Competitive intelligence provides uncomfortable and important data about the outside world and forces executives to consider its importance. When you make it a regular practice, you knit all those insights together into a broader strategy.

We need this for our companies, our countries, and the world as a whole. Collectively, we're not doing this, but we must.

Now, what do we do about it....? That's the real question.
Scenario analysis is one of the best tools I know of to creatively challenge executive assumptions and business models. Understanding the executive assumptions and business models is the foundation for relaying intelligence; providing the backdrop, so to speak, that make analyses relevant.
Thanks Eric for your comments.

In answer to your questions, I think yes, this is an opportunity, mostly because it will raise more interest in corporate strategy and its interplay with U.S. government policy. What I am doing about it is: writing here, plus writing on HBR Editor blog.

As a huge Michael Porter fan and someone that has been using his methodologies and ideas for 22 years, it is very hard for me to say this, but, the title of his article "Why America Needs an Economic Strategy" will lead many people to incorrectly think he's talking about some kind of five year plan, like what the USSR used to have. Porter should have titled his article: "Why America Needs Economic Policies That Work."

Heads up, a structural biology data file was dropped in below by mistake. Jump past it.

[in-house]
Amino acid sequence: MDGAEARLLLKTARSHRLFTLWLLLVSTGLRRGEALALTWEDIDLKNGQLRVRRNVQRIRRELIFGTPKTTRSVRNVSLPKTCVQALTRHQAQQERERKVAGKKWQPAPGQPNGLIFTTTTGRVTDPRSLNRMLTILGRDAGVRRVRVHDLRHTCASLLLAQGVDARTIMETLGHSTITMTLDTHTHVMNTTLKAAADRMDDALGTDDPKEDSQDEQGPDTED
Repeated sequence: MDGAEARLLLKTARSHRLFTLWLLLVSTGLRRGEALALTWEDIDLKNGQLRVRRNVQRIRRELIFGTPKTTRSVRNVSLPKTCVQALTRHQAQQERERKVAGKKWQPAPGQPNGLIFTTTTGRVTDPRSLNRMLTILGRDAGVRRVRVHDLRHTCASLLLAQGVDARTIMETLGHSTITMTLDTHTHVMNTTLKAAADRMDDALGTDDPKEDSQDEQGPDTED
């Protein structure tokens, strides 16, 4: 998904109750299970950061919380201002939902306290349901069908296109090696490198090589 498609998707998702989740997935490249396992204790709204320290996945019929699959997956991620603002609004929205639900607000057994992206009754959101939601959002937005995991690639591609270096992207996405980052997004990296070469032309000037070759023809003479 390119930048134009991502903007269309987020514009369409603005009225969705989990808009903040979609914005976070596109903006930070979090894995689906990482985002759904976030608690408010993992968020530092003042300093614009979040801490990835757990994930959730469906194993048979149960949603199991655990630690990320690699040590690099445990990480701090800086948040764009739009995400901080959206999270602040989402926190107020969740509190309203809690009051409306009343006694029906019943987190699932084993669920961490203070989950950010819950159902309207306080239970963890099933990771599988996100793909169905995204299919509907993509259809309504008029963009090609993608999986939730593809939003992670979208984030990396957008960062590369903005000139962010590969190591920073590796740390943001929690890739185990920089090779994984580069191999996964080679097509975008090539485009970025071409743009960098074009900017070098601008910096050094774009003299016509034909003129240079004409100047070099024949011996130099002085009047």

(Porter wants greater transparency in government, lower tax rates, fewer regulations when they are not needed, less costly litigation, and better strategies where government does play a role, like in: public education, public healthcare for the poor, etc. In addition, he strongly believes in having a long-term business-friendly climate with a holistic policy approach instead of silo-based economic policies which off-set each other.)

Thanks again, Eric. Any discussion about Porter's ideas is a great discussion.
I agree with you that there's an unfortunate tendency to compare any economic policy to the five-year Stalinist planning methodology; such is the tragedy of our political rhetoric. The dreadfully faulty assumption has been that large corporations would act in their best interest, and a national economic policy would miraculously appear.

That wasn't wise - clearly, now - but also not fair to businesses, who are best suited to pursuing profit, and not good at balancing national policy with shareholder value. There's a role for business, a role for government, a role for individuals, and a need for dialogue between them. In every nation, we need to dialogue as somewhat discrete entities as to what the economic future could or should be. I say discrete entities, since the lobbying structure has made corporations and the federal government so close they can't really separate their fates from one another.

Government needs to make policy, businesses need to make good products, and individuals need to hold both institutions to keep their promises. And I don't think that is a particularly Stalinesque proposal.

Then again, maybe I'm reading Porter the wrong way. Did he do his first drafts in Russian?